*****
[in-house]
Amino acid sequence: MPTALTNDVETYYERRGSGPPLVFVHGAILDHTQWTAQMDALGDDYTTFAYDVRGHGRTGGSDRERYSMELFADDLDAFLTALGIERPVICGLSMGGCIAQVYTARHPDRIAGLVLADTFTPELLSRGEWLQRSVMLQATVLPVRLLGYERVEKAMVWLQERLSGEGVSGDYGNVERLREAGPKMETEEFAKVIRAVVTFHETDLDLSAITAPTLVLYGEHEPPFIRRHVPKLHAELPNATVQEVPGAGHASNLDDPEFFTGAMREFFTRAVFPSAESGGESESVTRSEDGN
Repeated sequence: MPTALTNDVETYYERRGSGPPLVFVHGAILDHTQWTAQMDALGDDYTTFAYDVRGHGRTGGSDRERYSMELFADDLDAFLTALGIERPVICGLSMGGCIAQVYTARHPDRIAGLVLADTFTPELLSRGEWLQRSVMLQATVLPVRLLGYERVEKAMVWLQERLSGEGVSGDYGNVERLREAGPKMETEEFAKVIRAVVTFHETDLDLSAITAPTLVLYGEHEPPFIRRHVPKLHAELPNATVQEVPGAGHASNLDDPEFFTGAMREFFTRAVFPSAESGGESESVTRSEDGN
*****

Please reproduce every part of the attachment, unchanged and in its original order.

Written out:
[in-house]
Amino acid sequence: MPTALTNDVETYYERRGSGPPLVFVHGAILDHTQWTAQMDALGDDYTTFAYDVRGHGRTGGSDRERYSMELFADDLDAFLTALGIERPVICGLSMGGCIAQVYTARHPDRIAGLVLADTFTPELLSRGEWLQRSVMLQATVLPVRLLGYERVEKAMVWLQERLSGEGVSGDYGNVERLREAGPKMETEEFAKVIRAVVTFHETDLDLSAITAPTLVLYGEHEPPFIRRHVPKLHAELPNATVQEVPGAGHASNLDDPEFFTGAMREFFTRAVFPSAESGGESESVTRSEDGN
Repeated sequence: MPTALTNDVETYYERRGSGPPLVFVHGAILDHTQWTAQMDALGDDYTTFAYDVRGHGRTGGSDRERYSMELFADDLDAFLTALGIERPVICGLSMGGCIAQVYTARHPDRIAGLVLADTFTPELLSRGEWLQRSVMLQATVLPVRLLGYERVEKAMVWLQERLSGEGVSGDYGNVERLREAGPKMETEEFAKVIRAVVTFHETDLDLSAITAPTLVLYGEHEPPFIRRHVPKLHAELPNATVQEVPGAGHASNLDDPEFFTGAMREFFTRAVFPSAESGGESESVTRSEDGN